There’s more than meets the eye to Craig Tevolitz’s Commonwealth Avenue home. When the interior designer and his husband, Richard Baiano, purchased their Back Bay penthouse in 2011, they immediately replaced the unit’s spiral staircase with a traditional (and dog-friendly) set of stairs. Then, to optimize the square footage beneath the risers, Tevolitz dreamed up a beveled-wood wall with an extra-special feature: “The wall doesn’t just sit there and look pretty; it moves to conceal and reveal,” the principal of Platemark Design explains. “It’s alive.”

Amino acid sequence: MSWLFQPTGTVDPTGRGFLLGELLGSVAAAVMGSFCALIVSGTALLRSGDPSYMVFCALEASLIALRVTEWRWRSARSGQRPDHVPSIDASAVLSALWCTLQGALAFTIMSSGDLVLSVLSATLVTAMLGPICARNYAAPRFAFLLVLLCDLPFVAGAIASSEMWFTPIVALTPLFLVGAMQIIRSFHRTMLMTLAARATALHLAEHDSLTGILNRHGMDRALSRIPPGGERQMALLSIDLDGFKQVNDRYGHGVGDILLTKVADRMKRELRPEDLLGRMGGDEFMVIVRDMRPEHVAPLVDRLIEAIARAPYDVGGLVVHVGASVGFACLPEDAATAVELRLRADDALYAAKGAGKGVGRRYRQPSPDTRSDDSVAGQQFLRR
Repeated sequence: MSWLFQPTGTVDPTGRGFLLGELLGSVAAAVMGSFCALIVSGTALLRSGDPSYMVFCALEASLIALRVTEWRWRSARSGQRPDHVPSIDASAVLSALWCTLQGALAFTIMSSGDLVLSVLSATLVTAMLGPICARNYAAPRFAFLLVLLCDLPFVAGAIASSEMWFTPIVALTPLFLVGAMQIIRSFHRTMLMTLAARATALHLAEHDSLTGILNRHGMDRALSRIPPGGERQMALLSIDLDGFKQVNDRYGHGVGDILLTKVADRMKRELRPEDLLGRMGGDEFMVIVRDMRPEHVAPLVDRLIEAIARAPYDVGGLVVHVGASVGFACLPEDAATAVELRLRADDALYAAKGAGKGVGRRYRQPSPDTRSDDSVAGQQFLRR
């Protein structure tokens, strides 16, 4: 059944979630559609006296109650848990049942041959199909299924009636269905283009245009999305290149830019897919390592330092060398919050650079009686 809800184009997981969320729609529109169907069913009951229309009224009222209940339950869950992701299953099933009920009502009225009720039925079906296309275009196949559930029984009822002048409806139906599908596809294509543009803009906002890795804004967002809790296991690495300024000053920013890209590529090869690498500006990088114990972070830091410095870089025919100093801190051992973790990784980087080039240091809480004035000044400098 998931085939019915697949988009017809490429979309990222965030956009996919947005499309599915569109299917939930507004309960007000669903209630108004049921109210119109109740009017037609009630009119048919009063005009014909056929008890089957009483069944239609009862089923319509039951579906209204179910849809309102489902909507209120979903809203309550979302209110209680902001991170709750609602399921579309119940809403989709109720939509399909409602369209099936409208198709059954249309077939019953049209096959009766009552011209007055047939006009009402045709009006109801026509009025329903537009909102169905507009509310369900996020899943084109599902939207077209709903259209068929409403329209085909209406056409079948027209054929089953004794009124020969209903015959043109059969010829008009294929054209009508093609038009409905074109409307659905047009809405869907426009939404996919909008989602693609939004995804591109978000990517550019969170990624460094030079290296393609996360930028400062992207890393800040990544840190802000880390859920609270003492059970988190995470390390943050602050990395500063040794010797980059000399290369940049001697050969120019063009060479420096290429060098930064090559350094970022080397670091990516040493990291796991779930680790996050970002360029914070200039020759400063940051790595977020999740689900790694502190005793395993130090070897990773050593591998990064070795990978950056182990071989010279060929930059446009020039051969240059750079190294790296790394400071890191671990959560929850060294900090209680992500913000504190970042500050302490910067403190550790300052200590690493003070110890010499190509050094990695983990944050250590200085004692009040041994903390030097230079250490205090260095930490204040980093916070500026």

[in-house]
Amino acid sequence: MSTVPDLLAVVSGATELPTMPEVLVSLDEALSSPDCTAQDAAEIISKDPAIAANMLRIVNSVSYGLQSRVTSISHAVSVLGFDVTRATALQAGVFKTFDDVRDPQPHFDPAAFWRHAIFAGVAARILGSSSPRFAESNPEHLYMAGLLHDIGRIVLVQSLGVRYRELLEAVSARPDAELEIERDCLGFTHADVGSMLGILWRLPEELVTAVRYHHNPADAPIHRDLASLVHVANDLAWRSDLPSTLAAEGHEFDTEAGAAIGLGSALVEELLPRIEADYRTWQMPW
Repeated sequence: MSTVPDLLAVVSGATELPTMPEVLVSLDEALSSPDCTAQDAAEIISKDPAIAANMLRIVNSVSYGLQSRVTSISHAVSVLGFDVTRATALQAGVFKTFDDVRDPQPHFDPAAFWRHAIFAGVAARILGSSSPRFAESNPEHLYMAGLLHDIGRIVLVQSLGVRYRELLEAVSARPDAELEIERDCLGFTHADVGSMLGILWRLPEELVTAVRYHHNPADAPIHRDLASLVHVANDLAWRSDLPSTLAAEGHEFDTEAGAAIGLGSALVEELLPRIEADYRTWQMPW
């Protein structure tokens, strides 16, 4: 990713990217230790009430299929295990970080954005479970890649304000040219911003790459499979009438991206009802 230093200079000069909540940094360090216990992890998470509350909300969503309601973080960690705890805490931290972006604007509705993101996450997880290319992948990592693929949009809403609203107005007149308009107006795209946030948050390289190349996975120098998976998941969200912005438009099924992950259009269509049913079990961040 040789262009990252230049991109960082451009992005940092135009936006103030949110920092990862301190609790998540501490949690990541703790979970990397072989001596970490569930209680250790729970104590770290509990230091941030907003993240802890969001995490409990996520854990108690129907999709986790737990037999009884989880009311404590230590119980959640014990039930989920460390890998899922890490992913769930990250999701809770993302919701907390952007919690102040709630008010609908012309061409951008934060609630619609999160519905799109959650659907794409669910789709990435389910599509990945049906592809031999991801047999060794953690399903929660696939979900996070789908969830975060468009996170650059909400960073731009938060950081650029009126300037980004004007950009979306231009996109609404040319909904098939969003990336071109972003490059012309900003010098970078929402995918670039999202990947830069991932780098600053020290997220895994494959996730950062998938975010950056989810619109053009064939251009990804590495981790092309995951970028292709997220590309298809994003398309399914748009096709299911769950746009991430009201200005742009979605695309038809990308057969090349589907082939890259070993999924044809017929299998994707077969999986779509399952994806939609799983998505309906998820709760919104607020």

As the wall shifts, the room transforms into an inviting entertainment space. One portion of the wall spins 180 degrees to reveal a television, while another conceals a sound system. But, the “biggest surprise,” Tevolitz says, is the dry bar, which lies behind a sliding panel. Stocked with colorful glasses from Venice, the party-ready piece came in handy when the couple tied the knot in an at-home ceremony in 2013. “Every [house] needs a hidden bar,” Tevolitz says with a laugh.
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